Parsley has been claimed in folk medicine to possess laxative properties attributed to the presence therein of some volatile oils that are more concentrated in seeds than in stems or leaves. The advocated physiological effect of parsley, does not have, however, any proven scientific background and relies mainly on simple observations and empirical information. This work aims at providing the scientific evidence that would confirm or reject the claimed laxative role of parsley, and at determining its mechanism of action if present. A perfusion technique was used to measure the net fluid absorption from the rat colon. The addition of an aqueous extract of parsley seeds to the perfusion buffer, and the omission of sodium, both reduced significantly net water absorption from the colon, as compared to the control. Parsley, added to a sodium-free buffer did not lead to any further significant change in water absorption as compared to parsley alone inferring that with parsley sodium absorption was already inhibited. Since K+ and Cl- secretion depends on the activity of the NaKCl2 transporter, the latter was inhibited with furosemide which increased significantly net water absorption. When parsley and furosemide were added together, net water absorption was significantly higher than with parsley alone and significantly lower than with furosemide alone. In addition, parsley extract was shown to inhibit the in vitro activity of the Na+-K+ATPase in a colon homogenate and the activity of a partially purified dog kidney ATPase. The results suggest that parsley acts by, inhibiting sodium and consequently water absorption through an inhibition of the Na+-K+ pump, and by stimulating the NaKCl2 transporter and increasing electrolyte and water secretion.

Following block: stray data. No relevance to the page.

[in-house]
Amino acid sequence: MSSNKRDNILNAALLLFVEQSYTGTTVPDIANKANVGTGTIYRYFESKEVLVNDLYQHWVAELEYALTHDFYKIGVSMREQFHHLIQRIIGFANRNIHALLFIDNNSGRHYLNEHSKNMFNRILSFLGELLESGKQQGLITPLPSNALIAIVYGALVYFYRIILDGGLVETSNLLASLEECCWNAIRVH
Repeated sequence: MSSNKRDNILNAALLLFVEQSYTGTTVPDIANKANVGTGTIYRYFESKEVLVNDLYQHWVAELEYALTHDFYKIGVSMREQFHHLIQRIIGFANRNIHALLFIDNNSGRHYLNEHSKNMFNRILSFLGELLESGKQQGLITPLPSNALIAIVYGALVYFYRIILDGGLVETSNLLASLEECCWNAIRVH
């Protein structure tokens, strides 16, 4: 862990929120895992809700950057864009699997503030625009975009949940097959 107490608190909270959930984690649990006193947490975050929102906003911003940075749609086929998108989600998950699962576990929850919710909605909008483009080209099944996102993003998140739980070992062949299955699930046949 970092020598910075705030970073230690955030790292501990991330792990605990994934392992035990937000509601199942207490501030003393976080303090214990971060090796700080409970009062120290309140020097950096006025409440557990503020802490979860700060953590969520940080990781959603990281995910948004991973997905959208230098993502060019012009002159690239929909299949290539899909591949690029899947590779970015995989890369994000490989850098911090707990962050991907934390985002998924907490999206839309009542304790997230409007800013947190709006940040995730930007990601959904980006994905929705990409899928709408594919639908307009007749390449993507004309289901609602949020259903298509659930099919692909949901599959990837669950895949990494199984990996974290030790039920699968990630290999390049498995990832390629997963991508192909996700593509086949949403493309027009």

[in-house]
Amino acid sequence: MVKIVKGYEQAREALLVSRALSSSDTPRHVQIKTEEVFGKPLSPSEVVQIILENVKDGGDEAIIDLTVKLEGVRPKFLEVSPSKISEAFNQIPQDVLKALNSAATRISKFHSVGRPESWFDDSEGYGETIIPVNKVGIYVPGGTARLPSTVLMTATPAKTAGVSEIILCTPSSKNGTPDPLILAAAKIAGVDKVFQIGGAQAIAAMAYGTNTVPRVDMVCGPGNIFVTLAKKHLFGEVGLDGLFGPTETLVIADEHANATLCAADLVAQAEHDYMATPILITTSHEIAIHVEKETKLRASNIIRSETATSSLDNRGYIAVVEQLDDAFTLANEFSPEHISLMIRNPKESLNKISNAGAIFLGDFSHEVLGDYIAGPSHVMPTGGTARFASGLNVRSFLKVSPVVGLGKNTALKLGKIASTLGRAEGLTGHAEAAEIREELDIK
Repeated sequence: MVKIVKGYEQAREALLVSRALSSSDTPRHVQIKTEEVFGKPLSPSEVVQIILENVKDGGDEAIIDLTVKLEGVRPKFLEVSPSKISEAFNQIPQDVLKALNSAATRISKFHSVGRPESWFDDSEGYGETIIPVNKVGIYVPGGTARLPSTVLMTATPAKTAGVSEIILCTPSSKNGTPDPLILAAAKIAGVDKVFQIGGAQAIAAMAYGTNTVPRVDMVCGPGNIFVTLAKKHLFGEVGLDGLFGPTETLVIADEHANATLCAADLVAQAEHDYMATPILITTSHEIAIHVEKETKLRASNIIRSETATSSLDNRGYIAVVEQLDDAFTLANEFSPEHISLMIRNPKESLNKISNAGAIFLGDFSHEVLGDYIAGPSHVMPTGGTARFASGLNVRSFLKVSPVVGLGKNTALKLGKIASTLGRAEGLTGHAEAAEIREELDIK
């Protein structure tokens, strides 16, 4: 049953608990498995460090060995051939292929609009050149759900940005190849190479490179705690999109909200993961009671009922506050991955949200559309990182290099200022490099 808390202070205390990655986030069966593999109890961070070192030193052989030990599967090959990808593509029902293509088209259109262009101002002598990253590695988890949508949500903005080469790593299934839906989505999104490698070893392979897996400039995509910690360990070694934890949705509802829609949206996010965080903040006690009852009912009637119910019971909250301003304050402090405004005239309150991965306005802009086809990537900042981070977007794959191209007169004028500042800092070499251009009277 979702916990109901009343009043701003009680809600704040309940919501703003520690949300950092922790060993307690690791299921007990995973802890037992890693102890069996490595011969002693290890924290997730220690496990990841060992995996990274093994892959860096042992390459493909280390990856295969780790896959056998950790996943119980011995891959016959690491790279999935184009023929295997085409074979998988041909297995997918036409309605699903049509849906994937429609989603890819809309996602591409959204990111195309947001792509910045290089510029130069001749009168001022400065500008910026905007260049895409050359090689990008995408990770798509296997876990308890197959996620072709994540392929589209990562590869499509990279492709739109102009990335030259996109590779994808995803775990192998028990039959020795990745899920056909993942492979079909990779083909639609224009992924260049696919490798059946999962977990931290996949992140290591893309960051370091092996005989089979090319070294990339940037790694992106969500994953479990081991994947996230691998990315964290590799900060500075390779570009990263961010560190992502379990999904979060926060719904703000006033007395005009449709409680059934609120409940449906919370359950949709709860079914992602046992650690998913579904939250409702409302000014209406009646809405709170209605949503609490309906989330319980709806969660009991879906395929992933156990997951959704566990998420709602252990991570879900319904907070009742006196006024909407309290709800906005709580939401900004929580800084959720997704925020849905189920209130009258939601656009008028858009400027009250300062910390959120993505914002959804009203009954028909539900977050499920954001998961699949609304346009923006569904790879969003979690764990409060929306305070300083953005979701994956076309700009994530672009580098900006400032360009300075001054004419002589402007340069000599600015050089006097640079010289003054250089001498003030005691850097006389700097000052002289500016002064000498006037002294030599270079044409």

All Science Journal Classification (ASJC) codes
- Molecular Medicine
- Pharmaceutical Science
- Drug Discovery
- Complementary and alternative medicine